"It's constant pressure from every direction. I have to carve out time for each of the buckets," says Jay Burke, a senior product manager at a high tech firm, part-time MBA student and father of a 2-year-old girl. Work, family, school and a household keep Burke in constant motion and, at times, painfully busy.
Burke and millions of other men could comfortably meet the multifarious demands of careers, children and wives -- if only our planet took 36 hours to rotate about its axis. But in terrestrial reality, working fathers feel they often fall short on the multiple to-do lists they live by.
What can men devoted to both career and family do about their dilemma? For starters, they need to understand how they got where they are.
"Men feel less permission to adjust their work/life fit; they don't want to work less," says Cali Yost, a Madison, New Jersey, work/life consultant to individuals and businesses.
Burke doesn't feel he has much of a choice, with a work schedule that virtually spans his toddler's waking hours during the week.
"I get up, fetch the bottle for my daughter, jump in the shower, and I'm out the door at about 7:15" for the 25-mile drive to work, says Burke, who works at JumpTap, a Cambridge, Massachusetts, startup that makes search technology for mobile devices. After a frenetic day of work, he typically arrives home between 7:30 and 8:15 -- at least on nights when he doesn't have classes at Babson College. "I try to at least see my daughter and play with her before I go to sleep."
Like many ambitious young couples, Burke and his wife Teresa are both key players on several family-and-work fronts. She runs a business, holds down a part-time job, is finishing a second master's degree and provides some of the weekday child care. "She's probably busier than I am," he says.
While the mutual chaotic schedules of husband and wife may boost both partners' understanding and earnings, it doesn't solve one of Burke's fundamental problems: "I don't see my wife or daughter enough. I get horribly depressed if I have to leave on Sunday for business travel."
Burke, 35, has struggled to achieve that balance between work and family that is so important to many working fathers.
"For men in their 20s and 30s…the most important job characteristic is having a work schedule that allows them to spend time with their families," according to a Radcliffe Public Policy Center study cited by the Sloan Work and Family Research Network.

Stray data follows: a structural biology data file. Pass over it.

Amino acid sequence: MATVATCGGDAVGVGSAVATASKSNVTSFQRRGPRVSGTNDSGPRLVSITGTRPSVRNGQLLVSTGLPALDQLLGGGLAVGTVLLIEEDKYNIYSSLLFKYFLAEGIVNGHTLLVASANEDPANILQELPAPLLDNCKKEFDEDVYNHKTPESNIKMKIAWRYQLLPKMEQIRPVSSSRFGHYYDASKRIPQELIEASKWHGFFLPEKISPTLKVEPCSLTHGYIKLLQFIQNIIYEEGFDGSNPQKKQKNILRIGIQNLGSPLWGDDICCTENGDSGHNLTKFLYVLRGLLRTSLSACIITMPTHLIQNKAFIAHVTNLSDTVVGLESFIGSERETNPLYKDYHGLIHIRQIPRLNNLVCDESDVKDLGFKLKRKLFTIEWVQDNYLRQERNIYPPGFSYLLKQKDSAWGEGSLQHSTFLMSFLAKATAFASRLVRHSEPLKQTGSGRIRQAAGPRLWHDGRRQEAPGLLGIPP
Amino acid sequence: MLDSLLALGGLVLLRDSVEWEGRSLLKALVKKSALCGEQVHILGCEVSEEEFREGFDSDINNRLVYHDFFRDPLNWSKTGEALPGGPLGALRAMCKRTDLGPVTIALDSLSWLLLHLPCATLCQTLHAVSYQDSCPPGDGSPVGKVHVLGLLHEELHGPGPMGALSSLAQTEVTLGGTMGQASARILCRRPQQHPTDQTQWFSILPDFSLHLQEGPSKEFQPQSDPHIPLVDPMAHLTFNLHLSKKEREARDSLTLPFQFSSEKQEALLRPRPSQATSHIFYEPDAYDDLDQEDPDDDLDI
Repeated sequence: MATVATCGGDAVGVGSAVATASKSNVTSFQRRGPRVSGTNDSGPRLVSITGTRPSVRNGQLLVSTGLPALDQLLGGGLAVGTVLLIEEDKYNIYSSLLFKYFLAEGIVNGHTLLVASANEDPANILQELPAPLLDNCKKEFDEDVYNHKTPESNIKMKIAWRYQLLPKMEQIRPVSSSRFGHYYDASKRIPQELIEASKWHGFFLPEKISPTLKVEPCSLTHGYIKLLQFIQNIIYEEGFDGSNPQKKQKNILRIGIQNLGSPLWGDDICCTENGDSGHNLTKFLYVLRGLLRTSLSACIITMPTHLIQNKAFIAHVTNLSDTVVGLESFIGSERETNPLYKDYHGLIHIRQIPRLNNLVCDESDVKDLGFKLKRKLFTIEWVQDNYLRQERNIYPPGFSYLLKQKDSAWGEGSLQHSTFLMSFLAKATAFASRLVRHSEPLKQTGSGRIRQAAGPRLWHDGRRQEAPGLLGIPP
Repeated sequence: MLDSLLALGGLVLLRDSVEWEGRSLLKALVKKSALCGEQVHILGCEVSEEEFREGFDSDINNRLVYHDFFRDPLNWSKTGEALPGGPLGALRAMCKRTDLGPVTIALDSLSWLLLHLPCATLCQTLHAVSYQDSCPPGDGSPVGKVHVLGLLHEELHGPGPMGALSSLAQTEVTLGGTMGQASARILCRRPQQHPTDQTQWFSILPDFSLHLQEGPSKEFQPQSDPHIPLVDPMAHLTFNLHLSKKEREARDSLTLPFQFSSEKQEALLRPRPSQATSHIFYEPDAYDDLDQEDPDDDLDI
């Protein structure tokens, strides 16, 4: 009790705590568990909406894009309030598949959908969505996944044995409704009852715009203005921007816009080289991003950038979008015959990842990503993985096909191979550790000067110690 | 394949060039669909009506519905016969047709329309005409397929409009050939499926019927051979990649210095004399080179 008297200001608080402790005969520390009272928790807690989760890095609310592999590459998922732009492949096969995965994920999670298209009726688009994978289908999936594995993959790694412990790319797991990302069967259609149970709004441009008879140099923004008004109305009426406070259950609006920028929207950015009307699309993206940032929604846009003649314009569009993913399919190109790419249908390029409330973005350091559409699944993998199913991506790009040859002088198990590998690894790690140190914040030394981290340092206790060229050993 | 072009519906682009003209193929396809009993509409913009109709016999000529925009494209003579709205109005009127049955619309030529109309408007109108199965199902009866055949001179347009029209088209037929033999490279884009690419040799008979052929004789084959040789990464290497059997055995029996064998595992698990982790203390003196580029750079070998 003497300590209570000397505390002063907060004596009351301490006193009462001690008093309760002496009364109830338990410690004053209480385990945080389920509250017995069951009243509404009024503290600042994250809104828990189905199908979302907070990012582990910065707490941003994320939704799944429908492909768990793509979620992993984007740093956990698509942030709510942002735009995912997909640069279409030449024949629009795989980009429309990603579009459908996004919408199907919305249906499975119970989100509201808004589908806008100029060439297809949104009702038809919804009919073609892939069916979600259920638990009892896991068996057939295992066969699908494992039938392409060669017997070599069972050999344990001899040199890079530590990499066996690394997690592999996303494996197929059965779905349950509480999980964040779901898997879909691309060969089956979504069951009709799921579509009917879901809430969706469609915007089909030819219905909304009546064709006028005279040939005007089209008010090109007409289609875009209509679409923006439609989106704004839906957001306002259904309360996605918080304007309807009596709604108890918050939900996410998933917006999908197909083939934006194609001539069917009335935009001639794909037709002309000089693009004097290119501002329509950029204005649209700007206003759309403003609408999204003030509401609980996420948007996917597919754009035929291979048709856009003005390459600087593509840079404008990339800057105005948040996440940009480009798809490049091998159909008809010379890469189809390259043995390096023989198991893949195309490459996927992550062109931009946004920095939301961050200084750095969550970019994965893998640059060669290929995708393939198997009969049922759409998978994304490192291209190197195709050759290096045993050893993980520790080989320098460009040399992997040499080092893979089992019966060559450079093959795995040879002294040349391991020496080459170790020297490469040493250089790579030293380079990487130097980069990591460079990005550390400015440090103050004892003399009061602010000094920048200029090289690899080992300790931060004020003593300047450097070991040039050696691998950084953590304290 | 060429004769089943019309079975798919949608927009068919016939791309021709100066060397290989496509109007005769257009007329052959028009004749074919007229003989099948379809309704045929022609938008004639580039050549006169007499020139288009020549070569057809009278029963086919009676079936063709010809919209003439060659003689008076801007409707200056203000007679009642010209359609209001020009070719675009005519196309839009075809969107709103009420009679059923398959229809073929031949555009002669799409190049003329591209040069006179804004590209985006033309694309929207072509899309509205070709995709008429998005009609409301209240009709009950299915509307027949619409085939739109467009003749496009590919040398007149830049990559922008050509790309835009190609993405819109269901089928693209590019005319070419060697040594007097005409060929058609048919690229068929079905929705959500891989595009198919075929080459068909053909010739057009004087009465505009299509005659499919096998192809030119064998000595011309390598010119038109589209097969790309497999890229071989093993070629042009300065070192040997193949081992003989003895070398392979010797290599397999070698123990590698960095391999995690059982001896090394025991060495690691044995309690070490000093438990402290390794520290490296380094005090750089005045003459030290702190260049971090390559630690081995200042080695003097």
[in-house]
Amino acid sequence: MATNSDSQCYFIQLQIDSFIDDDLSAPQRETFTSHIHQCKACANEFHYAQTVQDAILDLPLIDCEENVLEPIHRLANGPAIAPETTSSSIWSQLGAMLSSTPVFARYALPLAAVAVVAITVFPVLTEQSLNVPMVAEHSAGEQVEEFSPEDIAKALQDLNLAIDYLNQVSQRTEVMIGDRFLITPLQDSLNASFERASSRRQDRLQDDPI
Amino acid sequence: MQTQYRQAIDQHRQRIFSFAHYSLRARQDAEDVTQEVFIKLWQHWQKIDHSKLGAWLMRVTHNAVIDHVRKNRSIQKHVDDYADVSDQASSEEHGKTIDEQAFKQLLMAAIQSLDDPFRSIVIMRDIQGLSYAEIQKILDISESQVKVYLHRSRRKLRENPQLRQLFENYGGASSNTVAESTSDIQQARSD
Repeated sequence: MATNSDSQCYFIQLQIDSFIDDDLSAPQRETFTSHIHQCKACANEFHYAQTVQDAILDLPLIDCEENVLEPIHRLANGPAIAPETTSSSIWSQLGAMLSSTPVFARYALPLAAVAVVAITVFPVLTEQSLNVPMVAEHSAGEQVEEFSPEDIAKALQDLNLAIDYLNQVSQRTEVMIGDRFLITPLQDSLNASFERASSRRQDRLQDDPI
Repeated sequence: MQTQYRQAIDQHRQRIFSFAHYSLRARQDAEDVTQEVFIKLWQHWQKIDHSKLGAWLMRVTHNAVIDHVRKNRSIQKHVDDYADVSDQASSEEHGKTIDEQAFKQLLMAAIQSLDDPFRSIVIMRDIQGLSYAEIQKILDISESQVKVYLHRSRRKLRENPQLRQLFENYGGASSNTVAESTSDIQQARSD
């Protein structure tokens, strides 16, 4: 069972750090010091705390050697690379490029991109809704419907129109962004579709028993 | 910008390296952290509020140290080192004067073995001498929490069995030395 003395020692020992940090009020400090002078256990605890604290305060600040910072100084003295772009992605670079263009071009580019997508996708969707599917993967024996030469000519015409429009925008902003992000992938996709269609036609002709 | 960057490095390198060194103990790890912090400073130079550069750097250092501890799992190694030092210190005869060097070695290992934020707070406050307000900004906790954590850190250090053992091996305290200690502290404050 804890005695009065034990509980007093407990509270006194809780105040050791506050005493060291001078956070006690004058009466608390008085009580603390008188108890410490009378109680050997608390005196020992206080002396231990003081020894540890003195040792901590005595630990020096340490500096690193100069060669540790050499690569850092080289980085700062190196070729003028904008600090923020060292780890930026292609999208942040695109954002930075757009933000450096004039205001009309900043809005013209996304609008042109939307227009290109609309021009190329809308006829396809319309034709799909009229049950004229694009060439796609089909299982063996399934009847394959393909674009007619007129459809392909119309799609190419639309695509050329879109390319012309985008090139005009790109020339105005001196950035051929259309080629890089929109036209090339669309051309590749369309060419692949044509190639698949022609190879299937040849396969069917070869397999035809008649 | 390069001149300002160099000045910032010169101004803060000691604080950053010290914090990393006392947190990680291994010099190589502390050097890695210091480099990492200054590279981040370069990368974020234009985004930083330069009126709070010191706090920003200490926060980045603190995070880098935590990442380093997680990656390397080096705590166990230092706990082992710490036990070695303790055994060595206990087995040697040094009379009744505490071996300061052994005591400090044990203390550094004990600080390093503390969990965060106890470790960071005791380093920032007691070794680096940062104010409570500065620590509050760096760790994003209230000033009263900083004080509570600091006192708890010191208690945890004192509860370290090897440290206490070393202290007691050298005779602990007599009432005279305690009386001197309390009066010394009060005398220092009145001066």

How We End Up in a Time Bind
Many experts say professionals of both sexes set themselves up to shortchange their families. "Most workers take for granted what their jobs require, and they mold their lives around that," says Stephen Sweet, an assistant professor of sociology at Ithaca College in Ithaca, New York.
And men are much less likely than women to avail themselves of employer policies and benefits designed to ease the work/family time crunch, at least by the lights of one study. While 58 percent of mothers have used their employers' work/family programs, only 34 percent of fathers have done so, according to research reported in the journal Fathering.
"Men want to be players in the workplace, so they're reluctant to take advantage of family policies," says Sweet. "Men put themselves into that trap."
How Fathers Can Work Toward a Balance
Working fathers must begin by asking their employers for the reasonable work/life accommodations they want, experts say. "Men want to know, ‘Why isn't my manager offering flex to me?'" says Yost. "But you need to start with what you want, and present a plan."
Men can also question sexist assumptions that may work against them in the workplace. "When your workgroup meets to plan travel, men shouldn't accept that the women are the ones who don't travel," says Yost.
Finally, men need to learn that they can't say yes to everyone all the time.
"I'm pounding through a week with multiple major projects on deadline, but I'm not going to give up my half-days off with my daughter," says James Chung, president of Reach Advisors, a marketing strategy and research firm in Belmont, Massachusetts. "So I have to be ruthless about shutting out everything except for a handful of client priorities and family commitments."
Indeed, making time for both work and the family requires that we figure out which things are priorities -- and which things aren't.
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